But the story takes a darker, nastier turn about two thirds of the way through, when Kitty confronts the malignant Elijah Smith, gets trapped on live TV during the full moon, and faces off against a nasty usurping vampire. The clash with Smith goes by too quickly -- seriously, is that all it takes? -- but otherwise it's a nice, tightly-written swirl of conspiracies and crime.

"Kitty Goes To Washington" is a smart look at what would hapen if vampires and weres not only existed, but were outed to normal human society. Humorous, dark and tightly-written.
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on 12 July 2006
I discovered Kitty And The Midnight Hour quite by chance and I was keen to get the sequel. It is not a disappointment. The book is as refreshing and fun as the first in the series and apparently there's third one due Spring 2007. I like the perspective of the main character and her attitude is much lighter than what you might find in the Anita Blake or Merry Gentry series of books by Hamilton. The light style and the reflective humour of the character makes a change from other lycanthrope stories. This is well worth the read even as a stand alone without the original book. I'd be very surprised if anyone would be disappointed by this book.
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VINE VOICEon 29 June 2010
Kitty Goes to Washington is the second book in the Kitty Norville series by Carrie Vaughn. This book is full of mystery, fun and death. What good book doesn't' have these elements?

Kitty is currently hosting her talk show in many locations as she left her pack, who also run her out of town, in Denver. This is the first time hat Kitty has been on her own since becoming a werewolf. The pack gave her the feeling of family, stability and made her feel safe. Now she is out in the big old bad world by herself. Trouble seems to follow Kitty wherever she goes, although this time she was subpoenaed into it. She has to go Washington D.C. to testify to a committee on the subject of paranatural biology.

During her stint in D.C. Kitty meets some interesting characters. First there is the scientist called Dr. Paul Flemming, the Mistress of the local vampires, Alette, a werejaguar named Luis who is also Kitty's love interest of the week, a werewolf named Ahmed who owns a very special club called Crescent that has a very unique and restricted clientele and a psychic called Jeffrey Miles who can see people's auras and speak to dead people.

Some mysteries unfurl in this book. We find out who Elijah Smith is. The scientist's hidden agenda is unveiled. A vampire's underhandedness is found out but he causes a trail of destruction behind him before his maker finds out. Also, we find out more about Cormac and Ben and how they came to know one another.

My favourite part of the book was when Kitty, Jeffrey and a news reporter, Roger Stockton, go on a reconnaissance mission to find out more about Elijah Smith. They get more than they bargained for and come up against a horde of vampires and werewolves. This is how we find out who Elijah Smith really is and then we get to see Kitty get her hands dirty with help from her comrades.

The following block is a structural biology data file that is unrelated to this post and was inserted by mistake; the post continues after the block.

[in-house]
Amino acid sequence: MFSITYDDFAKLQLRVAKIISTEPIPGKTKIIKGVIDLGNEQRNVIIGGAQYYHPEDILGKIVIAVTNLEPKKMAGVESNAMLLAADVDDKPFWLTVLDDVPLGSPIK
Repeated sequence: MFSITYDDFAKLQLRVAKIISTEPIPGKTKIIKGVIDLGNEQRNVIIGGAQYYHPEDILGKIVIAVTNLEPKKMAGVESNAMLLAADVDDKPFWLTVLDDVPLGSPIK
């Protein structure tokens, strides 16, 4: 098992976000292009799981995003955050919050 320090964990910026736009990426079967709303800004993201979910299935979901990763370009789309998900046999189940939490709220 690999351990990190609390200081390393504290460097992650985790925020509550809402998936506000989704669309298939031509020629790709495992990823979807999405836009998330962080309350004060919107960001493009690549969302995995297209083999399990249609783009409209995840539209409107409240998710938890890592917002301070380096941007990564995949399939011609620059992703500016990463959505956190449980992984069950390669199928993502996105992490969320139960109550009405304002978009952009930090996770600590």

I think there is more to come of Kitty in this series. She is only just beginning to develop as a character. In the first book she was finding her feet and beginning to stand up for herself. In this book she is standing up for others who are not known to the humans. These creatures keep themselves to themselves and they have let Kitty speak for them - not that she had much choice in the matter. But Kitty does the job in a business-like and graceful manner. Kitty is just beginning to breach the surface of her potential as a radio DJ with her talk show. She has a lot more talent that I think we have yet to see.

Overall, I enjoyed this book even thought I couldn't read it as often as I wished so when I picked it up I did get a bit confused as to where I was. Once I found my place I was able to enjoy the adventures that Kitty was on. I liked the fact that she found others like herself and felt like she was part of something and that she wasn't just the lone wolf.

Disclaimer: I do not own this book, I borrowed it from my local library. I have not been paid to review this book and everything I have said is of my own honest opinion.
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on 15 March 2015
I have recently, yesterday in fact, begun reading this series and have just finished book 3.
This series has an entertaining plot and interesting characters.
Kitty Norville is a girl who has been made a victim twice on the same night and has been suffering a lack of confidence in herself until recently. She has begun to hope and begun to believe in herself again.
I enjoy how her character has developed from insecure and whiney to believing that it is possible for others to be wrong and for her to be right. Mix all that with being a werewolf, dangerous meetings with the fae and vampires, not to mention the humans, and it makes for a really good read.